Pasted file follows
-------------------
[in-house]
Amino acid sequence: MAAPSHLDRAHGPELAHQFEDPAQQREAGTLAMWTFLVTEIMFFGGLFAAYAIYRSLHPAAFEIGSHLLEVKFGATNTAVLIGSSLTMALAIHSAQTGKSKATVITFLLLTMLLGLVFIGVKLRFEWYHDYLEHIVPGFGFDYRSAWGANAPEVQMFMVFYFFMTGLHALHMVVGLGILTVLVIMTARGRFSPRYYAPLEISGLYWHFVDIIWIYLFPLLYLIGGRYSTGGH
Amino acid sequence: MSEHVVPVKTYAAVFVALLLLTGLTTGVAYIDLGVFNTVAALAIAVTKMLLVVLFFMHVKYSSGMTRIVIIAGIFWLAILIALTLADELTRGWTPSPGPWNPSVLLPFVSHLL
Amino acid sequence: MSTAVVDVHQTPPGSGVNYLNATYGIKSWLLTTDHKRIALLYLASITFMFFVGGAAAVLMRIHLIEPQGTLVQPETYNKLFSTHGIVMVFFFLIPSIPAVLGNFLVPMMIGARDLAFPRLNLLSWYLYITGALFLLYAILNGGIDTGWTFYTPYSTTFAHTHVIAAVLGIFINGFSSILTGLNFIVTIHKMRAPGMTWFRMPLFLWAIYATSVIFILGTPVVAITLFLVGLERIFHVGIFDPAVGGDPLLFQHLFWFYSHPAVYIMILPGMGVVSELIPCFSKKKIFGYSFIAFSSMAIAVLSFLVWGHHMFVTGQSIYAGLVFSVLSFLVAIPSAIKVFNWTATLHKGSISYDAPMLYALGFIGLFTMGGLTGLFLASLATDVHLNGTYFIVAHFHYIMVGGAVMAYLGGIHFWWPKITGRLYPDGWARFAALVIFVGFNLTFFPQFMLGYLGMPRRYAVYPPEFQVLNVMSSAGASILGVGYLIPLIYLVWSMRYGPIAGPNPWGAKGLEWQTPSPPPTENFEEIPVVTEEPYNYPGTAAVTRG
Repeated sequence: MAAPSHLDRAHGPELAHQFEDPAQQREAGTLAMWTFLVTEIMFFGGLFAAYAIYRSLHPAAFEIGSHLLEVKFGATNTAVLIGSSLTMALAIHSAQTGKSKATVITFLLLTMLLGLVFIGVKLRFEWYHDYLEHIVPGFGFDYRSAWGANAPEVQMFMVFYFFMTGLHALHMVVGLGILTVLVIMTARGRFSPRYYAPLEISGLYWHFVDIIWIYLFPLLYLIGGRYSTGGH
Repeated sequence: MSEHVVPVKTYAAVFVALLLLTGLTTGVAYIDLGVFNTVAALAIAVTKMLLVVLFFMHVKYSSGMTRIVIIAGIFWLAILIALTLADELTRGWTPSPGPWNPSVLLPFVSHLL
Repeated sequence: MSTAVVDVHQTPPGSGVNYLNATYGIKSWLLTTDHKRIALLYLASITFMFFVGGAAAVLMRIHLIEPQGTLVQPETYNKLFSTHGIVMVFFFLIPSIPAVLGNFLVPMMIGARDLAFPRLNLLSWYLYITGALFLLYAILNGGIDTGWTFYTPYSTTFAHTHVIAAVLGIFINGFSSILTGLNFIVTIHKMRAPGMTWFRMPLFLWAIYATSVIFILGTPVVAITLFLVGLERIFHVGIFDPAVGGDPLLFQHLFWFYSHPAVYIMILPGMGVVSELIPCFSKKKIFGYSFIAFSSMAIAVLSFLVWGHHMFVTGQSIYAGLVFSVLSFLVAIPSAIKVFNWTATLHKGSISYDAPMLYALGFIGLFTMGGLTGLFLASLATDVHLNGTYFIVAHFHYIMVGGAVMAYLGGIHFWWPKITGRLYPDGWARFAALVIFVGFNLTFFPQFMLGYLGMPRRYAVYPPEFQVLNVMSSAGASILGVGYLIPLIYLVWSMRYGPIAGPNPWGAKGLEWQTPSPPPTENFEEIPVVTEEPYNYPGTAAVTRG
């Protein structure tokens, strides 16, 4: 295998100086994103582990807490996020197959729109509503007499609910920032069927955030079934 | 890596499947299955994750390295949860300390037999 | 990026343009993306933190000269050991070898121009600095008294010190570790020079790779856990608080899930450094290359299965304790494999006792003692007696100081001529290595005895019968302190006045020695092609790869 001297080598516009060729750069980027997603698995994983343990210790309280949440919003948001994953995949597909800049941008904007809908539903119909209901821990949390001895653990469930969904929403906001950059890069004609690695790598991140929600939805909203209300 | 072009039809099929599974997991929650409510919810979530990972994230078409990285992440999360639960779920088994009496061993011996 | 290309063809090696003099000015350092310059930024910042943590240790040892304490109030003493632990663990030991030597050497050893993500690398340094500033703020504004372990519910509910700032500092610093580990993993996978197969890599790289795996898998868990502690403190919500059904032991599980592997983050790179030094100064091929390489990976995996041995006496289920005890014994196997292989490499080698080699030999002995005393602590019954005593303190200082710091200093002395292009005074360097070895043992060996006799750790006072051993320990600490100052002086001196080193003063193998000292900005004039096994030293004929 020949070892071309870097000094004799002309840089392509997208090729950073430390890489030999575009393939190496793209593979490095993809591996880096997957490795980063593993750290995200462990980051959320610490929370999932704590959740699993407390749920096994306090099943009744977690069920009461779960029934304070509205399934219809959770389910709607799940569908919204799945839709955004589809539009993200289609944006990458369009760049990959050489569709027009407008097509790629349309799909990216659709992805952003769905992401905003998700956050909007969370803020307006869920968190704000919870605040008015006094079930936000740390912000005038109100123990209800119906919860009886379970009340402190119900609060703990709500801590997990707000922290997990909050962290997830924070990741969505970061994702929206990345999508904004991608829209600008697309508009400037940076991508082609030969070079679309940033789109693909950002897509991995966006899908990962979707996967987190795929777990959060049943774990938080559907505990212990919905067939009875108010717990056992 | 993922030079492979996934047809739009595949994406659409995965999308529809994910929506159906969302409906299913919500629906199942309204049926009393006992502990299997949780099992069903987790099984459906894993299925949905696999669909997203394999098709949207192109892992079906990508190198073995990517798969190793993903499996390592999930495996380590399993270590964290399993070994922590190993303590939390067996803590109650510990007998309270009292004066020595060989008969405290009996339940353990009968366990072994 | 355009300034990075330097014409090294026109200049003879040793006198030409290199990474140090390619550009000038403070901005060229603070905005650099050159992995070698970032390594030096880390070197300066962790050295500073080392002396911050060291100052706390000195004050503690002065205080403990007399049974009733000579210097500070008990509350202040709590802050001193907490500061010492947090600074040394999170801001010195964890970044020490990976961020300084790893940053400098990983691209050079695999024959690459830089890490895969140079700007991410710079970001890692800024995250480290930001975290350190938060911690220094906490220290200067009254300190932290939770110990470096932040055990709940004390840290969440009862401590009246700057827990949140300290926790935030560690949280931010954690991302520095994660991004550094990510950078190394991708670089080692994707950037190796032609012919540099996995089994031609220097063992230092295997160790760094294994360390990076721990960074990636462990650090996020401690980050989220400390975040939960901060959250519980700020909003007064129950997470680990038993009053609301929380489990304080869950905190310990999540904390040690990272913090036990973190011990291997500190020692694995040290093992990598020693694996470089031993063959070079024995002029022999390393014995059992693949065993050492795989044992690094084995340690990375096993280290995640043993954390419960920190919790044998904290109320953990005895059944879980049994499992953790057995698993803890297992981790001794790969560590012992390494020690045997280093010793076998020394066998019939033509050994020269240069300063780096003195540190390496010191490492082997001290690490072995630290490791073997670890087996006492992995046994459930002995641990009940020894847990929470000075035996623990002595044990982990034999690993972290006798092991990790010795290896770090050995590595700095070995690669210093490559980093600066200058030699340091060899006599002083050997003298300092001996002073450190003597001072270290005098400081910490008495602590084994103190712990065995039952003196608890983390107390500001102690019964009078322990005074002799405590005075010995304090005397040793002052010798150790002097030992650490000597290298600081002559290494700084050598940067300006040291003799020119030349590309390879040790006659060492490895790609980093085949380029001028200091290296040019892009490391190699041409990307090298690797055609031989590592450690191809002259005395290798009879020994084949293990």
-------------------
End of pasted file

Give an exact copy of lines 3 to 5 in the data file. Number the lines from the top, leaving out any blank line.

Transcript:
Amino acid sequence: MSEHVVPVKTYAAVFVALLLLTGLTTGVAYIDLGVFNTVAALAIAVTKMLLVVLFFMHVKYSSGMTRIVIIAGIFWLAILIALTLADELTRGWTPSPGPWNPSVLLPFVSHLL
Amino acid sequence: MSTAVVDVHQTPPGSGVNYLNATYGIKSWLLTTDHKRIALLYLASITFMFFVGGAAAVLMRIHLIEPQGTLVQPETYNKLFSTHGIVMVFFFLIPSIPAVLGNFLVPMMIGARDLAFPRLNLLSWYLYITGALFLLYAILNGGIDTGWTFYTPYSTTFAHTHVIAAVLGIFINGFSSILTGLNFIVTIHKMRAPGMTWFRMPLFLWAIYATSVIFILGTPVVAITLFLVGLERIFHVGIFDPAVGGDPLLFQHLFWFYSHPAVYIMILPGMGVVSELIPCFSKKKIFGYSFIAFSSMAIAVLSFLVWGHHMFVTGQSIYAGLVFSVLSFLVAIPSAIKVFNWTATLHKGSISYDAPMLYALGFIGLFTMGGLTGLFLASLATDVHLNGTYFIVAHFHYIMVGGAVMAYLGGIHFWWPKITGRLYPDGWARFAALVIFVGFNLTFFPQFMLGYLGMPRRYAVYPPEFQVLNVMSSAGASILGVGYLIPLIYLVWSMRYGPIAGPNPWGAKGLEWQTPSPPPTENFEEIPVVTEEPYNYPGTAAVTRG
Repeated sequence: MAAPSHLDRAHGPELAHQFEDPAQQREAGTLAMWTFLVTEIMFFGGLFAAYAIYRSLHPAAFEIGSHLLEVKFGATNTAVLIGSSLTMALAIHSAQTGKSKATVITFLLLTMLLGLVFIGVKLRFEWYHDYLEHIVPGFGFDYRSAWGANAPEVQMFMVFYFFMTGLHALHMVVGLGILTVLVIMTARGRFSPRYYAPLEISGLYWHFVDIIWIYLFPLLYLIGGRYSTGGH